by Jeremy Morrison, Inweekly
Although the deadline doesn’t fall until late Friday afternoon for nominations, the city of Pensacola has provided a preview of the list of potential appointees to Pensacola City Council’s empty District 5 seat.
Left vacant following the recent passing of Councilman Gerald Wingate, the District 5 council seat will be filled by the city council during a special meeting Sept. 4. Council members must submit their nominees to be considered for the appointment by 5 p.m. Friday.
Ahead of the deadline, the city has provided Inweekly with a list of the nominees thus far. The list is fairly reflective of community discussions had earlier this week — during which several District 5 residents threw their names in the proverbial hat — with a few new names also added to the conversation.
The appointee nominations thus far are as follows: Betty Allen, Taran Black, Toni Teniade Broughton, Ron Helms, John Jerralds, Alexander Kozmon, P. Jay Massey, Tony McCray, Haley Morrissette and Walker Wilson.
Broughton, Helms, McCray and Morrissette all stated their desire to sit in the District 5 seat during a community meeting held at the Bethel AME Church Monday evening. Rodney Jones, at the same event, expressed some hesitancy due to Mayor Grover Robinson’s suggestion that whoever is appointed take a pledge not to run for the seat in 2020 in order to avoid a scenario where city council is handpicking an incumbent; incidentally, Jones was nominated as an potential candidate, but withdrew him name on Thursday.
The new names on the list include Allen, Black, Jerralds, Kozmon, Massey and Wilson.
Each nominee had to be submitted to the city by a council member in order to be considered for the appointment. Councilwoman Sherri Myers nominated almost every appointee candidate, with the exception of Black and Kozmon. Black was nominated by Councilman Jared Moore and Kozmon by Council President Andy Terhaar. Terhaar also threw in on Massey’s and Wilson’s nomination, while Moore also submitted Allen’s name and joined Myers and Councilwoman Jewel Cannada-Wynn in nominating Broughton.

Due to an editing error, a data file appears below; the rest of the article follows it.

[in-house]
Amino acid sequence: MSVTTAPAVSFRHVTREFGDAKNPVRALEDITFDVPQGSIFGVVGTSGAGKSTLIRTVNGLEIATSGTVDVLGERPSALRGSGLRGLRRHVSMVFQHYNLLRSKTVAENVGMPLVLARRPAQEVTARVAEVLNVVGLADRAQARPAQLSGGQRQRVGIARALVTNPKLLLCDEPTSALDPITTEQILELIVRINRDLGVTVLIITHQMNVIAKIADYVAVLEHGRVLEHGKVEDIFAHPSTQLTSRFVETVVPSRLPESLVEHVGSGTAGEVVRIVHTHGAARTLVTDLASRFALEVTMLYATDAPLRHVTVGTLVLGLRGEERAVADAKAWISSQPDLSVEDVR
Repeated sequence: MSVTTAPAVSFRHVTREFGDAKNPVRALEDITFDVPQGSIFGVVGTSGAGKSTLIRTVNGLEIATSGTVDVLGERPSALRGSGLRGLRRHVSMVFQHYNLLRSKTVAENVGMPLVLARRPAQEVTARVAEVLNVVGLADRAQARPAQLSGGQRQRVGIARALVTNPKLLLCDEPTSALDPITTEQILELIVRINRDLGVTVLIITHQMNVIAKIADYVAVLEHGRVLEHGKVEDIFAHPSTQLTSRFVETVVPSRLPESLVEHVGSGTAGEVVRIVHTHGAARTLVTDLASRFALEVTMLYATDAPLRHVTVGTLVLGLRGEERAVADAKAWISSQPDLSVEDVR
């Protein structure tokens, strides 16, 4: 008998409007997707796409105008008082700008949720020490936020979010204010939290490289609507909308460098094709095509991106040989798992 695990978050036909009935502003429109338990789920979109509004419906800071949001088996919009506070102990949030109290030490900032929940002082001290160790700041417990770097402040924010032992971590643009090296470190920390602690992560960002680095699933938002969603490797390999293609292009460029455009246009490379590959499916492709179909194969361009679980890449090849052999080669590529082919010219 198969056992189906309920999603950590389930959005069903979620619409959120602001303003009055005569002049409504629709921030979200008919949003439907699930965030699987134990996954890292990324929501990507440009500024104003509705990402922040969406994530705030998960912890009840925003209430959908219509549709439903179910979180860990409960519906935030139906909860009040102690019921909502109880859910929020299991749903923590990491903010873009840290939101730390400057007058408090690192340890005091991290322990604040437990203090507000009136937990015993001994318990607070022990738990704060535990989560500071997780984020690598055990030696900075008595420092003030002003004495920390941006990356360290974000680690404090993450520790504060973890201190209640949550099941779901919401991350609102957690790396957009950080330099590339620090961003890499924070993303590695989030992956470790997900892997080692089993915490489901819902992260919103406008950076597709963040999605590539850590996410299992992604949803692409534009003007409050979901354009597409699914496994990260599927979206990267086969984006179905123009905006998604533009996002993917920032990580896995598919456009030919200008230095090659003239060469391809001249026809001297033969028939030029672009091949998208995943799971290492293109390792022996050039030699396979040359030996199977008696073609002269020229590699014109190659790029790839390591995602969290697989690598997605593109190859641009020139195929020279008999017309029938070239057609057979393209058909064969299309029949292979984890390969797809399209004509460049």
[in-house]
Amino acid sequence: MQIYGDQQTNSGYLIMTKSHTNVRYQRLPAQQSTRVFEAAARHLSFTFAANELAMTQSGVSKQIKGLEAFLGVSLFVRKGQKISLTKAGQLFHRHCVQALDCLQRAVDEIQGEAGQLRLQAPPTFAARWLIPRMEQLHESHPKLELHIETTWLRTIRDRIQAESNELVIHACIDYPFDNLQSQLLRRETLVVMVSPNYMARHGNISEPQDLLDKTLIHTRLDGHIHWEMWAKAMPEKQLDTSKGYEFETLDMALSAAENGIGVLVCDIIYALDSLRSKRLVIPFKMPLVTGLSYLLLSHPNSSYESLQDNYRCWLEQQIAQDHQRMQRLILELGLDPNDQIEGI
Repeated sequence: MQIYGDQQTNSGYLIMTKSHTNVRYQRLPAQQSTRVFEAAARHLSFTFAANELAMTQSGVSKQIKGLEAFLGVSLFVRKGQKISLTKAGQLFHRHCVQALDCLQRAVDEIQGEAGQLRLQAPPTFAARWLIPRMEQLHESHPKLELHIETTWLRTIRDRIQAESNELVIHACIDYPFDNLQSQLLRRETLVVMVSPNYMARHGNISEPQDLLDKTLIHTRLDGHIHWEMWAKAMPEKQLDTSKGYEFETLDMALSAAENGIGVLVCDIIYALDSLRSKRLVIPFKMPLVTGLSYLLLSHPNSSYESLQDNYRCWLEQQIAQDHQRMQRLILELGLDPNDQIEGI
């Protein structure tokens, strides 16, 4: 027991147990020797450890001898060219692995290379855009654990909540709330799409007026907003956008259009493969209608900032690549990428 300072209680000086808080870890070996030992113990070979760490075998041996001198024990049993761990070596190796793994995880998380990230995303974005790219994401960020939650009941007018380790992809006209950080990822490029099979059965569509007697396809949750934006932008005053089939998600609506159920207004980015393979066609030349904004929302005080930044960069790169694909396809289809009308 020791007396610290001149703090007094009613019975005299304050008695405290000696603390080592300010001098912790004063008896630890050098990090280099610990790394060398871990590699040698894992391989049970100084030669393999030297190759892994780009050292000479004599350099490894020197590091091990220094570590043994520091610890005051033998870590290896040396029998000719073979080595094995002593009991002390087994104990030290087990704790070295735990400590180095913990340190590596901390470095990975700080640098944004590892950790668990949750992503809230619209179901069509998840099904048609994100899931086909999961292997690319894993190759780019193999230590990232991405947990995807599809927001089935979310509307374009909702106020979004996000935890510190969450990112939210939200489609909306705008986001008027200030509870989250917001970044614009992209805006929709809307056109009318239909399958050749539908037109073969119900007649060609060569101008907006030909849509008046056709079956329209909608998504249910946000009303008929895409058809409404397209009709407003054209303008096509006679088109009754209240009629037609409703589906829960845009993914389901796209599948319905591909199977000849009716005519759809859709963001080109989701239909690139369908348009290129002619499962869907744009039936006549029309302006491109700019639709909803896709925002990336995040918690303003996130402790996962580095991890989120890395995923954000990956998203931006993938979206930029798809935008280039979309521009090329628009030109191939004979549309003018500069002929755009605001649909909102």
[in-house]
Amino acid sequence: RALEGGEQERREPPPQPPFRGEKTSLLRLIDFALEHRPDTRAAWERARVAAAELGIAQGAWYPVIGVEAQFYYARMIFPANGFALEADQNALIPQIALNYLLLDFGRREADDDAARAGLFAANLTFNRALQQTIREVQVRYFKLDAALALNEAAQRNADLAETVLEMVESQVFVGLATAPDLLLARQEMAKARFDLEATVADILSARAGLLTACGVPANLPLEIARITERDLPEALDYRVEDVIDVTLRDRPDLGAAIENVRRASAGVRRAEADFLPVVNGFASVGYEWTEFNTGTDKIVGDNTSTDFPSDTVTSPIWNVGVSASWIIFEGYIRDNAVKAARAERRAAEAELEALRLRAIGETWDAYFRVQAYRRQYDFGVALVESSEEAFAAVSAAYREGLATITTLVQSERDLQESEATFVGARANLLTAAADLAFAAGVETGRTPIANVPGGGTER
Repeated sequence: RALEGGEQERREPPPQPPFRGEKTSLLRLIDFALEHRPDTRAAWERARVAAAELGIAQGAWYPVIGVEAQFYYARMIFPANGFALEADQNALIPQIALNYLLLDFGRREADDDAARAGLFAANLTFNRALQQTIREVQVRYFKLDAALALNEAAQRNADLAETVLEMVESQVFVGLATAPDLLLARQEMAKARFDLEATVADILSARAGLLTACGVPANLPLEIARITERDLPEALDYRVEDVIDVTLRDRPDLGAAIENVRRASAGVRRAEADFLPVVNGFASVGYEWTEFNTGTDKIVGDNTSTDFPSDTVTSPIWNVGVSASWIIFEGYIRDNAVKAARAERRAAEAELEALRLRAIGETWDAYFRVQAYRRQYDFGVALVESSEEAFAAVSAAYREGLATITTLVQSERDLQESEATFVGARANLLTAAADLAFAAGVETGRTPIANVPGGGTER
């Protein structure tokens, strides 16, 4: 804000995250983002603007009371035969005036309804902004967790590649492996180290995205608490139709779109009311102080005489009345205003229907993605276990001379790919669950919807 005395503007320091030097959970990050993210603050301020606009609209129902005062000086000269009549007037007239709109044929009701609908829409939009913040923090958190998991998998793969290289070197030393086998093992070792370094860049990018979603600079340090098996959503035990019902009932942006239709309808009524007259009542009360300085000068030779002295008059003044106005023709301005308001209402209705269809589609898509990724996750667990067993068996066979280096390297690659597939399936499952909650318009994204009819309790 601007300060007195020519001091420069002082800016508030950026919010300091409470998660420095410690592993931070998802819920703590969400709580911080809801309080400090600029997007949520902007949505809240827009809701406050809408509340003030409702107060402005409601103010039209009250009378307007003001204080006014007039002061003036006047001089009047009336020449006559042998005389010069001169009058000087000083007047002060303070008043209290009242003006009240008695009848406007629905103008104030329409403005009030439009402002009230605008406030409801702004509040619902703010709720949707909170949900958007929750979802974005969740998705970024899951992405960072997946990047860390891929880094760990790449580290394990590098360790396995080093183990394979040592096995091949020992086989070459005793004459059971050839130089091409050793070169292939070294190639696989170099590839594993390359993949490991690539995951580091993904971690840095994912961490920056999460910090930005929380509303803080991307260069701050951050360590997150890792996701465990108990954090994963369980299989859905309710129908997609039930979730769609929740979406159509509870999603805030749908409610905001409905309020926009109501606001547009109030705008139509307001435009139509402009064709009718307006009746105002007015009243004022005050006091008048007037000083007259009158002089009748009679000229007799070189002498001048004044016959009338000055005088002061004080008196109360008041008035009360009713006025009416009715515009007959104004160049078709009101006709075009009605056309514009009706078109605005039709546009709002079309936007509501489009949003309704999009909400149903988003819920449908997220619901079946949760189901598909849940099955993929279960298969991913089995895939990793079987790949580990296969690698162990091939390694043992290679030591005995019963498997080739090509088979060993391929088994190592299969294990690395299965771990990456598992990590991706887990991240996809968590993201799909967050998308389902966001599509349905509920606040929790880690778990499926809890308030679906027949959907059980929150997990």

While Mayor Robinson has requested that the eventual appointee bow out of consideration in the 2020 election, he has acknowledged he has no authority to require such. The nominees have varying perspectives on this request. Helms and Jones, for example, have already filed to run for the seat in 2020.
If this list holds, city council will be deciding between these 10 nominees on Sept. 4. There is also a chance more names will be added prior to the Aug. 23 deadline.
Here’s a brief rundown of the nominees based on information provided on the applications they submitted to the city:
Alexander Kozmon — lived in the district for nine years; had a 20-year career with the Connecticut Department of Mental Health; served as police lieutenant in Connecticut
Betty Allen — lived in the city for 41 years; former city employee, worked in community development and the city clerk’s office
Haley Morrissette — lived in the city for 10-plus years; member of Dream Defenders; works as a survivor care coordinator at Lakeview Center
John Jerralds — city resident for 40 years; previously served on the city council
P. Jay Massey — city resident for 23 years; co-founded Coco Design; works as a digital ADA/accessibility consultant
Ron Helms — been a city resident for two years and two months; is a military veteran and ordained clergy; has filed to run for the District 5 seat in 2020
Taran Black — city resident for two years; has “an unsettling desire to serve” ; works a case manager at Lakeview Center
Toni Teniade Broughton — city resident for seven years; focuses would be affordable housing and expanding access and programs at Woodland Heights Community Center
Tony McCray — 55-year city resident; has served on Human Relations Commission, as well as on the boards of the Gulf Coast African American Chamber and the African American Heritage Society.
Walker Wilson — lived in the city for 16.5 ‘non-consecutive’ years; serves as the president of the Pensacola Young Professionals; would focus on implementing the mayoral transition report, on which he worked for businessman Quint Studer.